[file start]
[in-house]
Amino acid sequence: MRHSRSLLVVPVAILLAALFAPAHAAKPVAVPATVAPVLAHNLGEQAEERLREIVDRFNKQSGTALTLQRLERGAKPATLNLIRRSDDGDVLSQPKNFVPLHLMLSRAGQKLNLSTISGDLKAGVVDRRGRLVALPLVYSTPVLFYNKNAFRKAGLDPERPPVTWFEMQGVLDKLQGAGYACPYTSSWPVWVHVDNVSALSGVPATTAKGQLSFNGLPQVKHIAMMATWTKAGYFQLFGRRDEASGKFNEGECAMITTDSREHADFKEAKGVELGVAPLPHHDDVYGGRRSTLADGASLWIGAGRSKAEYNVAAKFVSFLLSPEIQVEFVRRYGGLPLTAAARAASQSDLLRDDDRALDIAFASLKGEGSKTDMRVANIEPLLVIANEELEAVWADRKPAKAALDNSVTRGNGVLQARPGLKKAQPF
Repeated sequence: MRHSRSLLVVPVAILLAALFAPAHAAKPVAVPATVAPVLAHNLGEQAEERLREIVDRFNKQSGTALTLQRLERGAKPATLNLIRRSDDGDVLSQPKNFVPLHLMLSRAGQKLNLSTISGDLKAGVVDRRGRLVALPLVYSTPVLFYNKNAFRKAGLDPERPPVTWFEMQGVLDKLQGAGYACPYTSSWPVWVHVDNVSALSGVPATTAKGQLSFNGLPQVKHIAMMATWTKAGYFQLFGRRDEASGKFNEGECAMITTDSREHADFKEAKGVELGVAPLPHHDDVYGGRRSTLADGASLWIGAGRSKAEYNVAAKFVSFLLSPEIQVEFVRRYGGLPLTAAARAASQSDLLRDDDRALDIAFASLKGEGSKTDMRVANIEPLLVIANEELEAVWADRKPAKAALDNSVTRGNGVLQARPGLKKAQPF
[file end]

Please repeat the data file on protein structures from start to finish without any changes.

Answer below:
[in-house]
Amino acid sequence: MRHSRSLLVVPVAILLAALFAPAHAAKPVAVPATVAPVLAHNLGEQAEERLREIVDRFNKQSGTALTLQRLERGAKPATLNLIRRSDDGDVLSQPKNFVPLHLMLSRAGQKLNLSTISGDLKAGVVDRRGRLVALPLVYSTPVLFYNKNAFRKAGLDPERPPVTWFEMQGVLDKLQGAGYACPYTSSWPVWVHVDNVSALSGVPATTAKGQLSFNGLPQVKHIAMMATWTKAGYFQLFGRRDEASGKFNEGECAMITTDSREHADFKEAKGVELGVAPLPHHDDVYGGRRSTLADGASLWIGAGRSKAEYNVAAKFVSFLLSPEIQVEFVRRYGGLPLTAAARAASQSDLLRDDDRALDIAFASLKGEGSKTDMRVANIEPLLVIANEELEAVWADRKPAKAALDNSVTRGNGVLQARPGLKKAQPF
Repeated sequence: MRHSRSLLVVPVAILLAALFAPAHAAKPVAVPATVAPVLAHNLGEQAEERLREIVDRFNKQSGTALTLQRLERGAKPATLNLIRRSDDGDVLSQPKNFVPLHLMLSRAGQKLNLSTISGDLKAGVVDRRGRLVALPLVYSTPVLFYNKNAFRKAGLDPERPPVTWFEMQGVLDKLQGAGYACPYTSSWPVWVHVDNVSALSGVPATTAKGQLSFNGLPQVKHIAMMATWTKAGYFQLFGRRDEASGKFNEGECAMITTDSREHADFKEAKGVELGVAPLPHHDDVYGGRRSTLADGASLWIGAGRSKAEYNVAAKFVSFLLSPEIQVEFVRRYGGLPLTAAARAASQSDLLRDDDRALDIAFASLKGEGSKTDMRVANIEPLLVIANEELEAVWADRKPAKAALDNSVTRGNGVLQARPGLKKAQPF